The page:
• Fortune telling: Predicting how things will turn out before they happen.

    • Catastrophizing: Focusing on the worst possible outcome, however unlikely, or thinking that a situation is unbearable, impossible, or horrible when it is just uncomfortable.

    • Emotional reasoning: Making decisions and arguments based on how we feel rather than objective reality

    • Shoulds and Musts: Assuming we know what we or others should or ‘should not’ do or what the world ‘should’ be like rather than the actual situation we are faced with.

    • Personalization: Taking things personally, assuming you or others is the cause of something when that may not have been the case.

    • Labeling: Rather than describing the specific behavior, we assign a label to someone or ourselves that puts them in absolute and unalterable terms. Instead of describing our error, we attach a negative label to ourselves

  • Self-Regulation (Recognizing Emotions): Dr. Robins used several illustrations to show the range of emotions and how we think about ourselves, others, and the world around us dramatically influences the emotions we feel about them.

  • Breathing/Being Present (Mindfulness): Mindfulness enables us to brings our attention to the present and keep it there. Mindfulness observes rather than reacts and increases our awareness of our thoughts. Deep belly breathing is an excellent way to help us center ourselves.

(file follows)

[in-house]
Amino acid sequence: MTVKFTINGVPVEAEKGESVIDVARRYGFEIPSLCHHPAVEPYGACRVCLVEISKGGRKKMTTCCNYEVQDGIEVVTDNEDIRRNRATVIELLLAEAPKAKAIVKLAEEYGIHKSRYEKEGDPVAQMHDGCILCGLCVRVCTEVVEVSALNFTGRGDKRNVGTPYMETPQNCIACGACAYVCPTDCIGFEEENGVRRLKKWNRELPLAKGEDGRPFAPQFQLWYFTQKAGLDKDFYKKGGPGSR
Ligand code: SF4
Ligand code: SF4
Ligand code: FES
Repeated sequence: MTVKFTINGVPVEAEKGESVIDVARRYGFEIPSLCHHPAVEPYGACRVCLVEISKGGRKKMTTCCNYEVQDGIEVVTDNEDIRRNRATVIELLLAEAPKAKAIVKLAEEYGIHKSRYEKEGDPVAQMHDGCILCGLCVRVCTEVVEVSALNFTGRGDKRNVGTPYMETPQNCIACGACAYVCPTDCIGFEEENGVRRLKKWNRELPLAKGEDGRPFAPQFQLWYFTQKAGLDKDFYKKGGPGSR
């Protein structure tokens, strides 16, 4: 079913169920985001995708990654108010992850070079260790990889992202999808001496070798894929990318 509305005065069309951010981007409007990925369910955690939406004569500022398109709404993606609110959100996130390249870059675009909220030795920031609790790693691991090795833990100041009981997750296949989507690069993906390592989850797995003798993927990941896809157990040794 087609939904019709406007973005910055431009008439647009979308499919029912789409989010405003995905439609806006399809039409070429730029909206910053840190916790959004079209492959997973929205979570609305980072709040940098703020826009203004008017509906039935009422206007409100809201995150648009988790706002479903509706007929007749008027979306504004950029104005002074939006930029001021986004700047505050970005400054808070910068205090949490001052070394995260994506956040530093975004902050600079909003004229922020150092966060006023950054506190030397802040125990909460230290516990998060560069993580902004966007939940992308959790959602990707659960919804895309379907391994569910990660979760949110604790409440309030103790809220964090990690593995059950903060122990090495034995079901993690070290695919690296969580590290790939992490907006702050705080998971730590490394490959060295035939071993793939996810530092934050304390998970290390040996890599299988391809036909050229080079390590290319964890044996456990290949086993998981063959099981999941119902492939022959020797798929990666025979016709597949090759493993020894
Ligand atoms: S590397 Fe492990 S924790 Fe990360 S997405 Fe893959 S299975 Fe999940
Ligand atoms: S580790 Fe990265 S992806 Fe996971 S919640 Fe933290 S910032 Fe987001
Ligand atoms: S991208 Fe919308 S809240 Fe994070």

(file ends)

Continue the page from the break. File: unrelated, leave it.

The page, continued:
• Active Listening: Truly listening to the other person, without interjecting or relating the other person’s story to something in your own life

  • Empathy/Compassion: Empathy is the most important in highly emotional situations when it is not easy to put yourself in another’s shoes. When you catch yourself reacting, challenge yourself to first imagine someone else’s perspective

  • Communication: Combining skills of assertiveness – communicating our needs calmly with empathy – with awareness and acknowledgement of the other person’s needs.

  • Gratitude: Appreciation of things we tend to take for granted…. seeing, walking, health, breathing

  • Humility: Our interpretations of insults, conflicts, motivations, etc. are subjective (others see it differently) and tentative (we will see it differently in a few years).

  • Perspective (The Story You Tell Yourself): Dr. Robins showed a series of visual images that could be interpreted in different ways to illustrate the idea that our perspectives influences our world view.

  • Forgiveness: Letting go of unresolved grievances and grudges.

Dr. Robins concluded his presentation on the neuroscience of conflict versus peace asking the question: How do we decrease bias and increase wellbeing for all?

● Living a developmentally oriented life – viewing everything as opportunities to practice!

● Reduce fear, stress, anxiety

● See the world as more plentiful, optimistic

● Decrease the cognitive distortions that give rise to fear, stress, anxiety

● Increases of empathy, compassion, mindfulness, humility, gratitude

● Practice identifying ways in which we are much more similar than different

● Increase one’s happiness and well-being in general

In the September 7 presentation, Dr. Robins reviewed the key concepts of Wisdom Therapy and then participants were able to ask questions regarding how they can apply wisdom skills to their own situations. In between the sessions, participants were sent a Wisdom Therapy Workbook to help them practice their newfound skills, and in the September 21 follow-up session they were able to process some of their insights with Dr. Robins.